Sabra Tull Meyer has always been fascinated by the human form — especially the face.
Even as a young girl, the renowned Missouri sculptor said she would draw sketches focusing on those themes, although she is hard-pressed to explain just exactly what it is that draws her to recreating those shapes and features in her art.
“You just kind of feel drawn to certain things,” Meyer said. “I like the endless variety, for one thing, of the human face.”
Meyer said she knew she wanted to be an artist as early as elementary school.
“I guess it’s just always been something I liked. Even when I was in first grade here in Columbia, the teacher let us have colored chalk, and we could go up and draw whatever we wanted on the blackboard,” Meyer said. “I thought that was the most fun thing I’d ever done.”
Her work now is displayed in slightly more prominent locations than her elementary classroom. Meyer is the creator of the Lewis and Clark monument in Jefferson City, 10 busts in the Hall of Famous Missourians, the Freedom Flight Veterans Memorial in Boonville and a series of busts for the Kansas City Chiefs Hall of Fame. Her work can also be seen at the Missouri Theatre in Columbia, the Missouri Highway Patrol Museum, the Missouri State Supreme Court, the University of Missouri, Westminster College and a slew of other locations. She is an associate member of the National Sculpture Society and is listed in the archives of the National Museum of Women in the Arts.
Meyer has been sculpting — primarily in bronze — for the past 30 years, but she came to the medium in her later adulthood.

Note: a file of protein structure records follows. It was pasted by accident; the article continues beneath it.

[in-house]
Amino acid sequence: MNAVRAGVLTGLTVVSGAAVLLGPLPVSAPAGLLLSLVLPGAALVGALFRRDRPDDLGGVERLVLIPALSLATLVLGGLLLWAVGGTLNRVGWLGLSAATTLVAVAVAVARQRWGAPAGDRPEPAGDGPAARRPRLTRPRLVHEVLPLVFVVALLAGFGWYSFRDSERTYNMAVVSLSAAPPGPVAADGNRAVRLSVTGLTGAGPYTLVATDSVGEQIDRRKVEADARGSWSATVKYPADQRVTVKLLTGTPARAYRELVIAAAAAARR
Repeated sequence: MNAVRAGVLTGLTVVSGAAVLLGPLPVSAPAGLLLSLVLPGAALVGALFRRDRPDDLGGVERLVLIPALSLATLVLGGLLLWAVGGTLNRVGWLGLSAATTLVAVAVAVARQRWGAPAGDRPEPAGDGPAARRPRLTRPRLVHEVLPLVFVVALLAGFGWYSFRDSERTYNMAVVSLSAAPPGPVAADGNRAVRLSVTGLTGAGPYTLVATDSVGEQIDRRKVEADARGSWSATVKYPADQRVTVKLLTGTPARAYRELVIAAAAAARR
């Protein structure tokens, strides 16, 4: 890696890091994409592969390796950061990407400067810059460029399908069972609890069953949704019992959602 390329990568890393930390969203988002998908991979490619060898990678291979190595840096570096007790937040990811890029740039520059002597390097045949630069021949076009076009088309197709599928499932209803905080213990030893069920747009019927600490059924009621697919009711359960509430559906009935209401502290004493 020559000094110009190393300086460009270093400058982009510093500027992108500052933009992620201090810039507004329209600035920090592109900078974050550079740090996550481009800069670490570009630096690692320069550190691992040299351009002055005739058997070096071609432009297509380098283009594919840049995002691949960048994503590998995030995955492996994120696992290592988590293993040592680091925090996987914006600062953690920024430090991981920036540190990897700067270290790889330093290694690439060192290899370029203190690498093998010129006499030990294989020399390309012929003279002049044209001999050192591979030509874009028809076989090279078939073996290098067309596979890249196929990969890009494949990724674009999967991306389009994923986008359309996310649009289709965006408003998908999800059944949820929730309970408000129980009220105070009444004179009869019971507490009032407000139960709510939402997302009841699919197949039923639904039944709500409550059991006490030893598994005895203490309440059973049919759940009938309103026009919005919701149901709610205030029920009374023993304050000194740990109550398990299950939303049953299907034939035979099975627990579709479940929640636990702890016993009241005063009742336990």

Sculpture wasn’t offered at the University of Missouri when she was earning her undergraduate degree. She did sketching and water colors — media she said she still enjoys. It wasn’t until her youngest child was in high school in the mid-1970s that she returned to MU to earn her master of arts and master of fine arts degrees and began to focus on sculpting.
“I had always thought I would like it — I’d worked in clay a little bit and always liked the feeling of manipulating and shaping,” Meyer said. “Turns out I was right.”
She said she enjoys working in bronze because it is a permanent medium.
Meyer has created hundreds of sculptures over the years, including human figures, small to monumental in scale, portrait busts, memorial plaques and wildlife subjects.
Asked if she had a favorite piece, Meyer said she enjoyed the challenge of the Lewis and Clark memorial.
“It was a long project, but I enjoyed it so much,” she said.
She said she enjoyed making the busts for the Chiefs Hall of Fame as well, noting athletes have strong faces and are particularly interesting.
In addition to her sculptures, Meyer’s illustrious career has also included a stint as a teacher. She was an instructor in drawing and fashion design at Stephens College and then taught sculpture at William Woods University in Fulton.
“I enjoyed it a lot. I liked the contact with the students — they are interesting and young and full of their own ideas,” she said. “It was fun for me.”
For more information on Meyer and her art, visit her website at sabratullmeyer.com.